Dallin (12:15):

Uh, and especially now, you know, it's needed now more than ever. And you like the time, you know, what you've done. Um, it like kind of two things is incredible to me. And part of the reason why I wanted to, you know, chat with you about it again, is this idea that obviously in 2020, a lot of people are having to work from home virtually already. Um, and so there's that aspect of like, okay, how can you offer a tech service per writing job to make money, uh, wherever you may be. Um, but also some people are losing their jobs or some people are wanting to look for a change. And so screwing that commute, um, is going to have to be the reality for a lot of people in the future. Cause office spaces are going to dry up and close down and a lot, a lot more people are going to be in their RVs or, or in their homes. Right. Um, following the model that you kind of went on. And so I think you're definitely living proof that it's possible. And in a lot of us who are putting that shift and focus online, um, recognize that opportunity and have that, that vision for what's what's happening, but also what's to come as well.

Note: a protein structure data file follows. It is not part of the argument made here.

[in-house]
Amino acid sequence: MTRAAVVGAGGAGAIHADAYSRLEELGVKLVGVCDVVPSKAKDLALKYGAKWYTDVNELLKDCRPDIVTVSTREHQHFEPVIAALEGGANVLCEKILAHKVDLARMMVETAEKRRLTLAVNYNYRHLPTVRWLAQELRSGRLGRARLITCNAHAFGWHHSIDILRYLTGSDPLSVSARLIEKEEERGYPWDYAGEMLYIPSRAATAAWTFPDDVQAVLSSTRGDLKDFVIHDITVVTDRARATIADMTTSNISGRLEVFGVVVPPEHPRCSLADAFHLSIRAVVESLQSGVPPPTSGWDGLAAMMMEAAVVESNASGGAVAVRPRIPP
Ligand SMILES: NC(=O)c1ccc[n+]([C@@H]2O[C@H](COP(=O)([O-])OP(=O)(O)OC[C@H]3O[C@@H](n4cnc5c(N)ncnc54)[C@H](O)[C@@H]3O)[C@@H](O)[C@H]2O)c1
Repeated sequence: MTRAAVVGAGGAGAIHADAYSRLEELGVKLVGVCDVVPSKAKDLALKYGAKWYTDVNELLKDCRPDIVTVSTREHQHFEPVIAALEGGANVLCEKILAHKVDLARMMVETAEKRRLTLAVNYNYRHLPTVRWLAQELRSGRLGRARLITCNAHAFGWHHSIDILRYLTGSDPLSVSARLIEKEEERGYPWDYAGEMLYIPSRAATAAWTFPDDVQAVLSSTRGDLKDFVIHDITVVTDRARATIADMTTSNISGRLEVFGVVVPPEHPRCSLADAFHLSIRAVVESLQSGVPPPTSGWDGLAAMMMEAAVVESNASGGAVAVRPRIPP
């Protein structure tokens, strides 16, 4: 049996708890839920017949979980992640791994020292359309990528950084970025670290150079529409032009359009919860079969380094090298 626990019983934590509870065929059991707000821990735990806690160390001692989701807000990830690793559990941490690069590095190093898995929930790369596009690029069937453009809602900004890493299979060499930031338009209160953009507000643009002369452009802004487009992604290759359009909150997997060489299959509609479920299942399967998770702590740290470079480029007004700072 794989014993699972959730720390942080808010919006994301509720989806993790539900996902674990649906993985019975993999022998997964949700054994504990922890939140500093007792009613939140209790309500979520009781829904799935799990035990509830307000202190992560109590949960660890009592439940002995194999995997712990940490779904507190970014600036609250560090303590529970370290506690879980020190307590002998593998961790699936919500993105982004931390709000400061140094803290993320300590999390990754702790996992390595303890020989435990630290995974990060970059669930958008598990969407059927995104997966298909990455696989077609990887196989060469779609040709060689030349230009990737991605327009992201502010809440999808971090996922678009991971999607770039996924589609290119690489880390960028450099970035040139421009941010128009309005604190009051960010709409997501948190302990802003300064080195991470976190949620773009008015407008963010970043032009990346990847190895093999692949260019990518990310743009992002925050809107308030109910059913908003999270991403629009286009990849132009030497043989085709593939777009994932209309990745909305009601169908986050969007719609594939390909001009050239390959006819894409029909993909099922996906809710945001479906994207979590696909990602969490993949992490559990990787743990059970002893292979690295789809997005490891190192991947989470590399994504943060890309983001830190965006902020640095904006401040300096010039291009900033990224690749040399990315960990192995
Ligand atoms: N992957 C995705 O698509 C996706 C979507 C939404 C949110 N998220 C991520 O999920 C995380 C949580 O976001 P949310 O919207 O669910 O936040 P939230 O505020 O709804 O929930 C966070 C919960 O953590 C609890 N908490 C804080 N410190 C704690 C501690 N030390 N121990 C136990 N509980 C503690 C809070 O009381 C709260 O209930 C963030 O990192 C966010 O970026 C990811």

Julia (13:23):